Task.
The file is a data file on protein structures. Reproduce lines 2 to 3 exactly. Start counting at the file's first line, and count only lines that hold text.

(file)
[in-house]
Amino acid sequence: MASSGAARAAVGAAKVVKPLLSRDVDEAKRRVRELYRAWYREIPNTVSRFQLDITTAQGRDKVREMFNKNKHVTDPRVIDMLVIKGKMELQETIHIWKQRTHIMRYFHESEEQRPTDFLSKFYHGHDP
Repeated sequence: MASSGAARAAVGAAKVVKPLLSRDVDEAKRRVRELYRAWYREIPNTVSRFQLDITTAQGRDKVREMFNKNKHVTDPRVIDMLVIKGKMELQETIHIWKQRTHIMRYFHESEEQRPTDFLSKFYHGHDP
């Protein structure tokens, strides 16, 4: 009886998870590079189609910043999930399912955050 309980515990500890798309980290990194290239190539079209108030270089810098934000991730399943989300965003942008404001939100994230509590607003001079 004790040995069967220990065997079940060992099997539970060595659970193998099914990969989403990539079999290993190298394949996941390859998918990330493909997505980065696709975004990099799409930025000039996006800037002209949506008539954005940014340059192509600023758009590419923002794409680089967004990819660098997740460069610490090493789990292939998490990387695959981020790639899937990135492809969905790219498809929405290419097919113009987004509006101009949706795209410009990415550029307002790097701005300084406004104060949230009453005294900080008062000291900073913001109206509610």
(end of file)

Amino acid sequence: MASSGAARAAVGAAKVVKPLLSRDVDEAKRRVRELYRAWYREIPNTVSRFQLDITTAQGRDKVREMFNKNKHVTDPRVIDMLVIKGKMELQETIHIWKQRTHIMRYFHESEEQRPTDFLSKFYHGHDP
Repeated sequence: MASSGAARAAVGAAKVVKPLLSRDVDEAKRRVRELYRAWYREIPNTVSRFQLDITTAQGRDKVREMFNKNKHVTDPRVIDMLVIKGKMELQETIHIWKQRTHIMRYFHESEEQRPTDFLSKFYHGHDP